Mike decided to be a patent attorney because he wanted to remain involved in science, whilst at the same time trying his hand at business and making his fortune. Looking back, he finds that he has achieved his original ambitions as well as discovering some new things about himself along the way...
Writing this profile has made me think about what I planned to achieve when I left university. The truth is that when I started thinking about my career, I didn’t really have an understanding of what a professional role really involved, let alone what was going to motivate me in 10 or 20 years’ time. When I decided to be a patent attorney it was because I wanted to remain involved in science, which I loved, whilst at the same time trying my hand at business. I thought I was more likely to ‘make my fortune’ this way than if I stayed on as a postdoc at university. In practical terms I wanted a good job that paid well, that would require me to develop new skills as well as benefit from those I had already, having worked so hard to get a degree from Cambridge.
I joined GJE in 1998, having obtained a PhD in Materials Science. I had studied as an undergraduate at Cambridge too and, having surprised myself with my degree grade, took the chance to do a PhD for the usual reasons (liked the academic lifestyle, wasn’t ready to get a real job yet and, yes, wanted to call myself ‘Doctor’). If you’re wondering if a PhD will help you to get into the patent profession, from my personal experience in recruitment, it doesn’t matter either way. For me, the applicants that shine at interview are those who are happy to ‘be themselves’, who are enthusiastic, can communicate well and demonstrate an interest in the role. As an applicant, the firm you’re applying to must ‘feel’ right – so if you get a choice, I’d say to go with your instinct.
I remember that, for me, the main attraction to the patent profession was to be able to continue learning about new developments in science and technology and to meet the people pushing the frontiers of innovation (whilst being paid of course!). As I found out, in practice, the job of a patent attorney is essentially a legal one with a strong scientific context. What I didn’t know when I chose this profession was that it would be the strong attorney-client relationships which make the job so rewarding. Relationships which I hope will last for my entire career. For me the ‘good stuff’ is all about people interaction. I also didn’t realise the buzz I would get out of business. Private practice provides me with an immense diversity of clients in terms of size, structure, culture, industry and technology, so there is always so much to learn. The more I can understand our clients’ businesses the more I, and GJE as a firm, can add value. Clients want advice not just options so we try to deliver on that.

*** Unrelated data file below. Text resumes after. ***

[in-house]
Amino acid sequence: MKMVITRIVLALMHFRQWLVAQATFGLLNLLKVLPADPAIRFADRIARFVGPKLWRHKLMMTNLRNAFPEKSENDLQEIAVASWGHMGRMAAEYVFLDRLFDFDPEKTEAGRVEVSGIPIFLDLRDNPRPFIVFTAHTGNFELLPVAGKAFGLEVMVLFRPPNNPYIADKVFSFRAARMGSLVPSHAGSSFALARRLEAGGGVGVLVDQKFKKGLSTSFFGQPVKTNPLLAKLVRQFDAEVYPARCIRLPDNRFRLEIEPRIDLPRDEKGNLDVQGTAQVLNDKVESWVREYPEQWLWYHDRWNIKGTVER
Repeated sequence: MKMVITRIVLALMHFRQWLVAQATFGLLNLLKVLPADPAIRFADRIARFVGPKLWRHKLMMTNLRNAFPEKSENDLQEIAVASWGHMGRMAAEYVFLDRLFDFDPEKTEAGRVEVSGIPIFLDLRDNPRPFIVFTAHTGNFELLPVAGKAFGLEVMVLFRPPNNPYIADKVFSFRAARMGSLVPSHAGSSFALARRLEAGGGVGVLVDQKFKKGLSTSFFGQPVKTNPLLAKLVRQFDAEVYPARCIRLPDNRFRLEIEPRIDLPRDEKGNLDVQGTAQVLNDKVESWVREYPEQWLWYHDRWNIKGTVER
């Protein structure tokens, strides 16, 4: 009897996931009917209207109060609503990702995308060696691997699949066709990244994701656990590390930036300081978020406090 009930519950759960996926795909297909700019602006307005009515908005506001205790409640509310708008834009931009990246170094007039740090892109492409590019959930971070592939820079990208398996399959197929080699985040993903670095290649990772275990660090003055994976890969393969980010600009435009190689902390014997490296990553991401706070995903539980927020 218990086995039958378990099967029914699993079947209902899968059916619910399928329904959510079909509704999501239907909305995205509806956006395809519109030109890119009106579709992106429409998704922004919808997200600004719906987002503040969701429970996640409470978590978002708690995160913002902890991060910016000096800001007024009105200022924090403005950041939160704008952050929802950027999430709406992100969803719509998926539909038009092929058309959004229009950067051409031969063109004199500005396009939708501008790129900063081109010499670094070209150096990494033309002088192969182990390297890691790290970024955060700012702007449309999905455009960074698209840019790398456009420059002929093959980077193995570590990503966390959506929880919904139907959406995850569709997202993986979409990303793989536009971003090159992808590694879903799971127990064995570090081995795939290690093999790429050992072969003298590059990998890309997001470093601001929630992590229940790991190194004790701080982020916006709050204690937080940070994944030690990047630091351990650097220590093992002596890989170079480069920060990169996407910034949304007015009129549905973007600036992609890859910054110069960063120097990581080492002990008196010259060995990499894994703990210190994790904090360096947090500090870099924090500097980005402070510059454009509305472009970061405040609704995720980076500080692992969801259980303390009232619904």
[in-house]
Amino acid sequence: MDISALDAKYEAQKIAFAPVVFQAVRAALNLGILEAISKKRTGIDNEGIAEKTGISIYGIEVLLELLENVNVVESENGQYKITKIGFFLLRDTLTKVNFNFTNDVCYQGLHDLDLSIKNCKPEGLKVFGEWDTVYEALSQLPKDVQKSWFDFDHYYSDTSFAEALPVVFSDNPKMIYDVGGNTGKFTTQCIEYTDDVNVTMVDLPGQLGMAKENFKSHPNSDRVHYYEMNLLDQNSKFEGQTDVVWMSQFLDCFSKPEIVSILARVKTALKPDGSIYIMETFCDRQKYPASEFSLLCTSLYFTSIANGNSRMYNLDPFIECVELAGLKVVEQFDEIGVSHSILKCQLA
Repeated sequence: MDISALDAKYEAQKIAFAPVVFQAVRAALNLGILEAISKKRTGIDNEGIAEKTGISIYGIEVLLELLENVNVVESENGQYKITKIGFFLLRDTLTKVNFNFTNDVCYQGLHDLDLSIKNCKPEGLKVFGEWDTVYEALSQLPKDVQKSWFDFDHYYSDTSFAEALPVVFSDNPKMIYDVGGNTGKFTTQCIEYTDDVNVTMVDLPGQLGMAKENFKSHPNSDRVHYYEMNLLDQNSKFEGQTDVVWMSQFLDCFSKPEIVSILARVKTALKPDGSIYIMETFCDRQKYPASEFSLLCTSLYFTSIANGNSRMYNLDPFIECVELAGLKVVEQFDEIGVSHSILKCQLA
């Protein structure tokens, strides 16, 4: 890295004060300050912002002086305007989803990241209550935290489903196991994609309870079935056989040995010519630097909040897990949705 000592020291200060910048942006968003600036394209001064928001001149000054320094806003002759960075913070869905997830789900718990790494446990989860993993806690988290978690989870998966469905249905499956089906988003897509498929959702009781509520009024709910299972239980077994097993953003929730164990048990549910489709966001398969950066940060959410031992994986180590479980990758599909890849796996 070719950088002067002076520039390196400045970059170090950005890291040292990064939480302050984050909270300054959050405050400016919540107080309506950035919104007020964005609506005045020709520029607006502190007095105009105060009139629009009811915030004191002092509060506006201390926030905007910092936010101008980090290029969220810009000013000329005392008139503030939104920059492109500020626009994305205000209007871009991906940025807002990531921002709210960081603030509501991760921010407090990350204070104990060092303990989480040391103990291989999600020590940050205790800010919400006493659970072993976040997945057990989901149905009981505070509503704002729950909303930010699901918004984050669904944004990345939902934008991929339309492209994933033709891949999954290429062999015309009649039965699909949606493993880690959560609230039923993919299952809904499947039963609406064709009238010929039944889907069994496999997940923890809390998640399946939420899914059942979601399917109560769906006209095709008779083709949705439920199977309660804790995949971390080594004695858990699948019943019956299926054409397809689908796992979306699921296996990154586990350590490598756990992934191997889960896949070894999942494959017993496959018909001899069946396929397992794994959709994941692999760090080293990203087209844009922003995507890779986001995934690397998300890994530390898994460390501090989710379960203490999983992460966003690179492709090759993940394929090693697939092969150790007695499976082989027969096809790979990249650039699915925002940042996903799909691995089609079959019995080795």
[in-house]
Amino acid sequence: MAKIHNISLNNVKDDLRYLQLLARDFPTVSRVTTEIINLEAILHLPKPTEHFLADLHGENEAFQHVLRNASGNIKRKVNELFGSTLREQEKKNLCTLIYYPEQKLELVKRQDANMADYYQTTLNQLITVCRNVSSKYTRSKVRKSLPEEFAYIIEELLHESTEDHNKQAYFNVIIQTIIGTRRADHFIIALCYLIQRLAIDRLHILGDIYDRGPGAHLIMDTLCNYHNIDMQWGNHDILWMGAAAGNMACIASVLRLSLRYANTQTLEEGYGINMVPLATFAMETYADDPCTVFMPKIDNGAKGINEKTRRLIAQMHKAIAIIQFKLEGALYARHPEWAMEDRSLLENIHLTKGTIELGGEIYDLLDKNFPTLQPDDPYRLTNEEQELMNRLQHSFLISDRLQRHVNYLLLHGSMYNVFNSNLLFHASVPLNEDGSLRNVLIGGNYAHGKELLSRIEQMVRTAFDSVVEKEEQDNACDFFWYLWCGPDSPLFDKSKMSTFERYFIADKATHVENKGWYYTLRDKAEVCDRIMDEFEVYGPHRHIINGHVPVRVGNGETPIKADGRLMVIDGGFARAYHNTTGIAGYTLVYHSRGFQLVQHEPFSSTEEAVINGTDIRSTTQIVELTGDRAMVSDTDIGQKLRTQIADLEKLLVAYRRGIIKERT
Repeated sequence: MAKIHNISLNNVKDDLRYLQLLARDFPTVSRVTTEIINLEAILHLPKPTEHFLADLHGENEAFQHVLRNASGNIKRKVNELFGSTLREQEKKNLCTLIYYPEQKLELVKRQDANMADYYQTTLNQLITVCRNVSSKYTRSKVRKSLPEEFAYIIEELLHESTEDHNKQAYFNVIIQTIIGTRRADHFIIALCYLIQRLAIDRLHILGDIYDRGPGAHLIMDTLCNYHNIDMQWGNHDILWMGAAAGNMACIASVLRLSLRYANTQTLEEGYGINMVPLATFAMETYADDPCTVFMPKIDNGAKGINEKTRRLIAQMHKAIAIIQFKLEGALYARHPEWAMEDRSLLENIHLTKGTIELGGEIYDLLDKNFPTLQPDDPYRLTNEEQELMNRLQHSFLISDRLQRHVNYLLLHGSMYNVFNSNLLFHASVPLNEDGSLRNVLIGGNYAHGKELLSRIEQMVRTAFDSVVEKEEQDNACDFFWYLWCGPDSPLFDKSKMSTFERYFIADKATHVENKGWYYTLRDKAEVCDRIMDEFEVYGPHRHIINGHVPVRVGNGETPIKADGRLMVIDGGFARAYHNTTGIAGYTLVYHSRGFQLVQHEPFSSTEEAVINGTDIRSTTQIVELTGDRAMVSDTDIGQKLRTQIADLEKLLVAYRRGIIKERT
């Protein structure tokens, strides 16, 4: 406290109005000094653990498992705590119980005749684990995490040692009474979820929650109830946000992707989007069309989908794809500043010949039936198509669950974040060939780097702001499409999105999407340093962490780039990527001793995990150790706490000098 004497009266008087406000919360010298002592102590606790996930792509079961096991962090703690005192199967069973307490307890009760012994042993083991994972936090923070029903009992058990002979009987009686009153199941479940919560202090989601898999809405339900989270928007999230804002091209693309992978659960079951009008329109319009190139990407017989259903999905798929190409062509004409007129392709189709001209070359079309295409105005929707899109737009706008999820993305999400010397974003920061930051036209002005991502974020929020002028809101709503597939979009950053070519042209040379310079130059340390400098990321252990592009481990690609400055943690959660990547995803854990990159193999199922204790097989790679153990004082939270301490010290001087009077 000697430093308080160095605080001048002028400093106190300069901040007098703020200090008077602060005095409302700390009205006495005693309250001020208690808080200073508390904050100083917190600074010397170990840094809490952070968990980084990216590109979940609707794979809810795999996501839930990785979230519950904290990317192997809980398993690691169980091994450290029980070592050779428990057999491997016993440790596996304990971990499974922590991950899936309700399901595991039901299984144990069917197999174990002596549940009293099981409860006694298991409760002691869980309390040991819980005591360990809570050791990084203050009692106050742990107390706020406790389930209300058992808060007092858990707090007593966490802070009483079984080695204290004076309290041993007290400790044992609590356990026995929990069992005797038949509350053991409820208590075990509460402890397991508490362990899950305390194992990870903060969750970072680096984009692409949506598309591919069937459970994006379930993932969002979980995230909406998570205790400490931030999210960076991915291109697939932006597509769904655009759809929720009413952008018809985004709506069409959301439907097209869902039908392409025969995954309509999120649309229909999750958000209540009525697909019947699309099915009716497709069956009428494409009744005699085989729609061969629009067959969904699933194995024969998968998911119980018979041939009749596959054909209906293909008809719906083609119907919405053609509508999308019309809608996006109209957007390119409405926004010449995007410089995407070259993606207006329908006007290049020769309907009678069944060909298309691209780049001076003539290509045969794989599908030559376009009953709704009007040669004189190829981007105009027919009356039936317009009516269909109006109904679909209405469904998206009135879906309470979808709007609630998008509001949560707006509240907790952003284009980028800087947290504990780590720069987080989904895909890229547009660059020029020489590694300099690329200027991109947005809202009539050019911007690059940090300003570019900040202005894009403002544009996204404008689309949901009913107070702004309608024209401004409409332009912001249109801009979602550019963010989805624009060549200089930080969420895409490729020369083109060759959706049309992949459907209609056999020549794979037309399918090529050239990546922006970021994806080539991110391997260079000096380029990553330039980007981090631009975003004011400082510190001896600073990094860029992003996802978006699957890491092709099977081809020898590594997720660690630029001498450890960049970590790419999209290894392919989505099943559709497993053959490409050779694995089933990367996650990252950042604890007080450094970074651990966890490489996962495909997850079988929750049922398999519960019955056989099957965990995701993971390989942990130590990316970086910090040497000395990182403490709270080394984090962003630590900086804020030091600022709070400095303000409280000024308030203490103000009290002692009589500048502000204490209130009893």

One of the essential attributes I didn’t fully realise I’d need is the ability to communicate well in all sorts of situations and with all sorts of people. It’s a critical skill which can always be improved upon. I am in a service industry in which success is heavily dependent upon good relationships. Being able to communicate well helps me to retain clients and attract new ones (and these are key factors by which my success at work is assessed). A good rapport with clients, along with openness and honesty helps to form strong working relationships.
I recently led a project to replace our practice management system. We were all under immense pressure to deliver and not only did I have to get the team to the finish line, I had to ‘sell’ fundamental new ways of working to my partners and to members of staff. These weren’t skills I had been taught at university or in my professional exams.
Another attribute I hadn’t considered greatly was whether I had the ability to really understand business, my ‘commercial acumen’ if you like. Of course, time in the job and having the opportunity to attend meetings; visit clients both in the UK and overseas; present at conferences; be a member of various business operations groups and business development teams; and pitch for work have all helped me to develop my skills in this area. Most senior patent attorneys are required to make decisions that impact upon the success of their own business and now as a partner at GJE it is an important part of my role.
I always aimed to be a partner – indeed you’ll note my career is rather similar to others – I didn’t change employer but I am extremely privileged in this respect and to have been made a partner at GJE. It’s far more challenging than I had originally thought when I was a trainee. It is a position which comes with immense responsibility; every individual of the firm is relying on me to drive the firm forward and ensure it is always successful. Responsibilities for client work often compete with training our new recruits in such areas as people management, business development, and business initiative and in particular, the ongoing drive to improve and integrate our internal IT systems. There is always lots to do, lots going on and a need for more time. Fortunately, I am the sort of person that likes to be kept occupied!
So, going back to whether I have achieved the ambitions of my twenty-something year old self at university, well yes. I am in a great profession that brings intellectual challenge on a daily basis; it is an excellent job which pays well and, on a rare quiet day, I can continue to indulge my love of science. Much more than that though, I’ve discovered things about myself that I had never really appreciated at university and I now know what motivates me at work and why I commute to London each morning. As for making my fortune, define fortune…